For those who didn’t know already, Trolltunga is found in Ullensvang Municipality in Vestland county. The closest village to the site is Odda. 

When is it a good time to tackle Trolltunga? 

The hiking season for Trolltunga is from the beginning of June until the end of September. Throughout the rest of the years, only guided hikes are available. 

As the journey can stretch between 8 to 12 hours, depending on one’s fitness, pace, how often they stop, and experience they have, starting earlier is recommended. 

VisitNorway recommends that hikes in September start before 8am due to the shorter days. However, hikers can begin their trip in June and July after 8am. 

A bad time to attempt the trip is if strong winds, heavy rain or fog is forecasted. You can check the forecast for Trolltunga here

Proper equipment is important

The iconic cliff that makes Trolltunga so distinctive is 1,180 metres above sea level, and the journey has an ascent of 800 metres or so if you begin from the main trail top, P2. 

Given the lofty heights and ascent, it’s worth making sure you have plenty of layers, as it is likely much colder at the top than at the bottom. One big warm jacket won’t cut it as you’ll be too warm heading back down. 

Good shoes are also a prerequisite. While most of the journey takes place on a trail, you’ll want good ankle support in case you fall, and even in June, areas higher up can be covered with snow and ice. 

As the weather can change quickly up in the mountains, a raincoat should also be among your equipment. 

Consider taking a shuttle bus as parking is limited and expensive

Parking can cost an absolute fortune at Trolltunga, and there are limited spaces. There are three places people can leave their vehicles: the Tyssedal, Skjeggedal and Mågelitopp parking lots. If you choose to opt for parking, your location could affect your journey’s difficulty.

Tyssedal or P1 has 220 spots. Parking there starts from 300 kroner for one day, with a journey time of 15 hours. The most popular starting point is the Skjeggedal, or P2, parking lot, which charges 500 kroner per day. This location has a journey time of 8-12 hours and 180 spaces. 

Then finally, Mågelitopp has to be pre-booked and costs 600 kroner per day. Although it only has 30 parking spaces. If you start from here, you can cut your journey by up to 3 hours. 

Shuttle busses between Odda, P1 Tyssedal and P2 Skjeggedal are run between May 13th and September 26th. 

Shuttle prices will cost 300 kroner for a return, but it saves you the hassle of finding a space. 

You can camp on Trolltunga

If you don’t want to rush, and would rather spread your journey across two days, then it is possible to camp on Trolltunga if you wish to.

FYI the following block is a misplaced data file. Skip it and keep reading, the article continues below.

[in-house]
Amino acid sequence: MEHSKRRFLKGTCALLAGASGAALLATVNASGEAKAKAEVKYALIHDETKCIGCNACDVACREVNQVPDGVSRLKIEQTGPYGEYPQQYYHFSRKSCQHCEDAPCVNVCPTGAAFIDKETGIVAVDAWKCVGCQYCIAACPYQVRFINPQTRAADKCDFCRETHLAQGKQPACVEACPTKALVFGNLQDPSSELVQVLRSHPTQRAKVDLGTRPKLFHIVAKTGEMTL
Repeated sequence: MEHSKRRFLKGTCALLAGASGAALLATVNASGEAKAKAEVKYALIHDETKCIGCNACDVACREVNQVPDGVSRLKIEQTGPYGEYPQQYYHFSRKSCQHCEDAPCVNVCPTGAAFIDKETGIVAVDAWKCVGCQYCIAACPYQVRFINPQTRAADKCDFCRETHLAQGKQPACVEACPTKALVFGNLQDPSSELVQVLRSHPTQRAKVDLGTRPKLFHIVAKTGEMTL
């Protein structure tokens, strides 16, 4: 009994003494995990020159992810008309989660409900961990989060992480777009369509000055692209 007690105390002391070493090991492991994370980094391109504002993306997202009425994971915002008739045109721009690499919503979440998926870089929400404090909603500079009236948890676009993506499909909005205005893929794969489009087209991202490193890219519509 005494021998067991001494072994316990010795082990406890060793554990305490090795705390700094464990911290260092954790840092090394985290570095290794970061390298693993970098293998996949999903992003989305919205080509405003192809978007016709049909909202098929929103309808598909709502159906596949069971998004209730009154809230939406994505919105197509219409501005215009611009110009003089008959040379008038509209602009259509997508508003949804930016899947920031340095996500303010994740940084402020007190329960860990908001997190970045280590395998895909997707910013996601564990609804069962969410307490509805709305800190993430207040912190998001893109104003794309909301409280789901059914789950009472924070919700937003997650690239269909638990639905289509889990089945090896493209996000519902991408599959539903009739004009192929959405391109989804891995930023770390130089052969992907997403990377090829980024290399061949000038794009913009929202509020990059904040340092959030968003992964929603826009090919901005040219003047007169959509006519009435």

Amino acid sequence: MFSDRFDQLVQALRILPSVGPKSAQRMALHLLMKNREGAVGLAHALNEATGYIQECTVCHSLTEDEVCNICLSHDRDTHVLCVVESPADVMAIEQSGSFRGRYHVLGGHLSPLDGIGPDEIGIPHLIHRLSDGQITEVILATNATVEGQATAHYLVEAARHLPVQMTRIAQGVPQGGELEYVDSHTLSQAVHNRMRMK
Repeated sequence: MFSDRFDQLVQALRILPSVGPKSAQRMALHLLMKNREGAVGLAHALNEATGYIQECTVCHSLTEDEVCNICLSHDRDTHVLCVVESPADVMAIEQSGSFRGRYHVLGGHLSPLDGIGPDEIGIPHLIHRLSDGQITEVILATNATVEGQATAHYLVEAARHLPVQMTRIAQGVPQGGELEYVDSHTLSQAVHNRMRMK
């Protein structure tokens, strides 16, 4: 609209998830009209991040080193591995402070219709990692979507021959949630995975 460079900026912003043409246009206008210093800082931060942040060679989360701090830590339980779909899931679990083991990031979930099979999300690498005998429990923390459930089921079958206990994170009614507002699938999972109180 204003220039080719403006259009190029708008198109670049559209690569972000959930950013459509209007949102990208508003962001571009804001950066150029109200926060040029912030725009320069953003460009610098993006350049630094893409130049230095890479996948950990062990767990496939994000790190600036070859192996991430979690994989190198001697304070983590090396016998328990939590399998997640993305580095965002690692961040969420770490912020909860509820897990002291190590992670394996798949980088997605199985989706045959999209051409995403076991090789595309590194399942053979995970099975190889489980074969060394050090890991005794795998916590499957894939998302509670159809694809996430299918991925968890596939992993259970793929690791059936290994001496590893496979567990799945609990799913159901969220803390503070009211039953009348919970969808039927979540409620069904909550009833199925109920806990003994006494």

This is due to the Norwegian concept of allemannsrettenthe right to public access. This right is protected by the Outdoor Recreation Act (1957). 

Essentially this gives the public the right to travel or camp anywhere they like, regardless of who owns the land. 

However, there are still some ground rules, written and unwritten, you will need to be aware of. 

Tents should be pitched at one of the preferred sites to minimise the impact on the local environment. Additionally, you’ll need to be downhill from the trails and away from streams and lakes. There will be signs pointing out where camping is prohibited. People will need to pitch their tent on bare rock where possible too. 

No campfires are allowed between April 15th and September 15th. For more info on camping on Trolltunga specifically, click here

READ ALSO: Can I camp anywhere I want in Norway? 

Where to get the best picture

Let’s face it: If you go on a 12-hour hike to one of the most famous peaks in Norway, you’ll want to get a decent picture. 

If you are alone, there will typically always be a willing stranger prepared to take a few snaps of you, with you taking a few of them in return. 

To get a picture of yourself on the famous cliff with it protruding outwards onto the lake, you’ll need to have a second person with you. 

A cliff at the top of the hike gives a full view of the rock protruding outwards. This is also a decent spot to take one of you with the cliff in the background. 

You can see an example of how pictures from this angle look below. 

A hiker atop Trolltunga.

The Local Norway’s editor, Frazer Norwell, at the top of Trolltunga in 2018. To get pictures like this you’ll need to have someone snap shot from a side-on angle on one on the surrounding cliffs. Photo: Frazer Norwell.
 
 
 
 
 
 
View this post on Instagram
 
 
 
 
 
 
 
 
 
 
 

A post shared by Trolltunga Active (@trolltungaactive)

Expect queues 

The popularity of Trolltunga has increased exponentially over the past ten years. The number of hikers who make the trip has shot up from a few thousand annually to 80,000 each year. 

This means you can expect plenty of hikers on your journey up, and typically there will be a small queue to step foot on the cliff face. For that reason, hikers are advised not to strike more than two poses on the cliff to keep the queue moving. 

If you want to take more pictures, you can always rejoin the queue to take more.